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Celadon

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  1. Bravo, mfan. I particularly liked the line about the guy who's been emailing for ten years. My friend is in that situation (but not yet 10 years, lol).
  2. Glasses are dirty. I can't see a single thing. Too lazy to wipe.
  3. "I love you" - no, wait "I hate you but can't let go." That's co-dependence.
  4. Don't focus so much on what the other person is doing. I know it's hard when there's only three of you in the department. But focus on your OWN goals. Are you getting what you need? If not, maybe it IS time to move to another company. Yes, there is more to career advancement than doing a good job. But you don't have to be cozy with the boss. Side note: I would worry about harassment if the boss is being so buddy-buddy (whispering in her ear?) with your co-worker.
  5. I just find it incredibly interesting that a thread started six YEARS ago has been resuscitated. Shows that we have similar issues over time, I guess.
  6. I'd say your bf and his ex aren't behaving respectfully to you, so no wonder you feel jealous! I don't think that's wrong. I'd say that no matter how strong you feel you are, it's still your bf's responsibility to help you feel secure in his love. It's hard, but tell him how you feel.
  7. Niiiice. Thanks for sharing that. My favorite lines are: "We would surprise each other with alphabets made of twigs. It was a wonderful time to be alive, or even dead."
  8. You are not wrong for wanting to set the record straight. It may be an occupational hazard, but it is a noble one. You must continue to speak out for the poor and oppressed. But I think the real challenge is in figuring out how to do that in a socially acceptable manner. Sometimes, adopting a more lighthearted attitude is better than adopting a ferocious one. Sometimes I laugh to myself because something sounds so ridiculous, then when I go in to correct someone, it almost comes off like I'm amused. Sure, I may be deriding them a bit, but it's better than me coming off all hotheaded. Yeah, I agree with Abby. people feel like you're arguing with them when you don't acknowledge what they've said. it's basic (and hard to remember, that's one of my challenges ). Other people will get MORE argumentative when you put them down. Believe me, people know your friend is racist, or whatever, by what he says. So what you really want to do is provide correct information, not put him down. Besides, if *he's* argumentative and tries to win the argument, he's a loser. I work with a guy like that, and it's all pride and arrogance. You deserve to make your point, put the correct info out there. I might even suggest not solely addressing the guy with the wrong info, but addressing the group. You won't change his mind, but you could change the minds of anyone who is listening, know what I mean? The real battle is to win over everyone else, not the people who are too racist, sexist or otherwise prejudiced to recognize reality.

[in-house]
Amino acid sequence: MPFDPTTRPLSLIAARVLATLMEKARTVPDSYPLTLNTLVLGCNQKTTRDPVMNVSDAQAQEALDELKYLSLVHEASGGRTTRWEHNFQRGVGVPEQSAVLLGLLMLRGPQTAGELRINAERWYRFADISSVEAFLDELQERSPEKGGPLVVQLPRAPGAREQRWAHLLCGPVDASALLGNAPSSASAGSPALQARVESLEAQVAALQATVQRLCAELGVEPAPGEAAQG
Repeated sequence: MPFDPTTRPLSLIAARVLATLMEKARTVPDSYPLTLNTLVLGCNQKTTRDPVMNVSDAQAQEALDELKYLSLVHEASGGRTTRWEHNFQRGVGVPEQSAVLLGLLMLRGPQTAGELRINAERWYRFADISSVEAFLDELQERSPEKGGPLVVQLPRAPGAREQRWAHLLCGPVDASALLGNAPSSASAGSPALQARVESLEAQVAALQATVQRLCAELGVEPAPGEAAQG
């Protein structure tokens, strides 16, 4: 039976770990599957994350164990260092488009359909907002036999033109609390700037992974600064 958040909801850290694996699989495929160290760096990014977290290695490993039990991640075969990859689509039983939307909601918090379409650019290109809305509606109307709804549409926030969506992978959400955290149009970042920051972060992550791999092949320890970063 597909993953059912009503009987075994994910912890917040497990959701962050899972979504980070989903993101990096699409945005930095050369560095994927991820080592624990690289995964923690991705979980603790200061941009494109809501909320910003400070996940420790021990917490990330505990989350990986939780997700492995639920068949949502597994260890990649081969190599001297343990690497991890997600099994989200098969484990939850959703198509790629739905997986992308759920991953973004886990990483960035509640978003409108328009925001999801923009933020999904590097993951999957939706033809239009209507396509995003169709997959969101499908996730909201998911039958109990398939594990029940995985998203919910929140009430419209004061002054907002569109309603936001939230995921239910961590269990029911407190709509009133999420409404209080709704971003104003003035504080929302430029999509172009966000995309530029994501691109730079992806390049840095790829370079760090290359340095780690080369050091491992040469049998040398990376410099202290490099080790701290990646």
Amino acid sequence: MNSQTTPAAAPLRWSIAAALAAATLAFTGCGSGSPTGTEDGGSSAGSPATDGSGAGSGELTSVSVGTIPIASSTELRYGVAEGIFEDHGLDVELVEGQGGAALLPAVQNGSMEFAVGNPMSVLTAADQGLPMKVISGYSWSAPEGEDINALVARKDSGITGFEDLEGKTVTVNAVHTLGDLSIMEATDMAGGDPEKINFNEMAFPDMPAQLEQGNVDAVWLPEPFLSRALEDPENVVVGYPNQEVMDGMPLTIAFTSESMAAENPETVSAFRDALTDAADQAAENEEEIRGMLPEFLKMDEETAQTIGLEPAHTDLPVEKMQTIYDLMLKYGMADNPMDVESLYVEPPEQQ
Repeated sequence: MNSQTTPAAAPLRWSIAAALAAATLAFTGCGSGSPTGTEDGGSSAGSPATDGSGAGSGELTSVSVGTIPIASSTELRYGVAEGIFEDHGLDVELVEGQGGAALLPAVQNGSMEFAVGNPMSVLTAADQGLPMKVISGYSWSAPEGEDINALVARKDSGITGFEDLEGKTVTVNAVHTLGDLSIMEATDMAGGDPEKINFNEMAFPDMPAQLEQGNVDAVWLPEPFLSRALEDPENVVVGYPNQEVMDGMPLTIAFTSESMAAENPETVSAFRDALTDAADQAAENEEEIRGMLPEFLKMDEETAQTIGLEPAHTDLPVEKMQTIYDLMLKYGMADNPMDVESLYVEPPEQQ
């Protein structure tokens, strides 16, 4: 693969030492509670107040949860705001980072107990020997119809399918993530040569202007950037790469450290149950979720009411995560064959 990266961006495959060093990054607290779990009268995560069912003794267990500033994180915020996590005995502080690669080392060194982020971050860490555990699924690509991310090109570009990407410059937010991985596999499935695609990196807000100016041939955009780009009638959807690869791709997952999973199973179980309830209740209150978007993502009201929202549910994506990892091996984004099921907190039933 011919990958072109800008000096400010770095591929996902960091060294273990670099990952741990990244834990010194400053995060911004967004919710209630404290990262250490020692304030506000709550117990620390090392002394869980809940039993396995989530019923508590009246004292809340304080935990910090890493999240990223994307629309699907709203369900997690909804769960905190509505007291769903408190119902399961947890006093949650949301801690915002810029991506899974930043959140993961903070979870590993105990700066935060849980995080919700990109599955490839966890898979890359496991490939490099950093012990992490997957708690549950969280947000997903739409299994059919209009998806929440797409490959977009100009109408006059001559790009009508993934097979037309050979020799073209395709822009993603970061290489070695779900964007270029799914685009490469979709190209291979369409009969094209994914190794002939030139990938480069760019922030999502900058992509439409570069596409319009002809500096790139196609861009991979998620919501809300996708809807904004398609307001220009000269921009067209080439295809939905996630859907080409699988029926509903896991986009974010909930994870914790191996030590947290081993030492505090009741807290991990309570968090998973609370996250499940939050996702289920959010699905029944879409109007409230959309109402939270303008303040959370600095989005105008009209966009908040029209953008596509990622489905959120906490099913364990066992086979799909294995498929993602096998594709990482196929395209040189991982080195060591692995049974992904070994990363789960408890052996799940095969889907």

9. Oh, I'm really good at taking things personally. It's second nature to me, really. But I've learned that it's not helpful at all to be this way, so I'm trying to go in the complete opposite direction. I think that NOT taking things personally is a good tool for self-protection. It helps me respond in a more rational, reasonable, compassionate manner. If I take things personally, I'm constantly feeling attacked or victimized. So to counteract that, I consciously try to put the responsibility on the other person, if that makes any sense. For example, I've got a difficult employee. She's just not interested in working cooperatively with me. I took it personally for awhile, but that got really old really fast. Created too much anxiety for me. So now when she glares at me or doesn't get done what she should, I tell myself, "She's the one with the problem. That's too bad for her." The trick to NOT taking things personally is to insulate (or isolate?) yourself from the other person's actions. And, don't believe for a minute that -- even if you were wrong -- that it makes you a bad person. That, I think, is really a key point. Some people are more prone to taking things personally because they are just more emotionally sensitive. That doesn't necessarily change throughout life, but I think we can learn coping skills that will help us to deal with difficult situations more effectively. BTW, I totally relate to renaissancewoman. My first thought when someone cancels on me is that it's a reflection of how they regard me.
  10. Always be willing to try something new. It will keep life fresh and you creative. P.S. Damn there is some really awesome wisdom here! Wow. I'm blown away, seriously!
  11. Glad to help, TheRock. Also remember that people go through phases in life. Some of my college friends got opinionated and sarcastic as they got older, but now they've mellowed again and we're having a good time. I'm glad we've kept in touch because the good times are here again.
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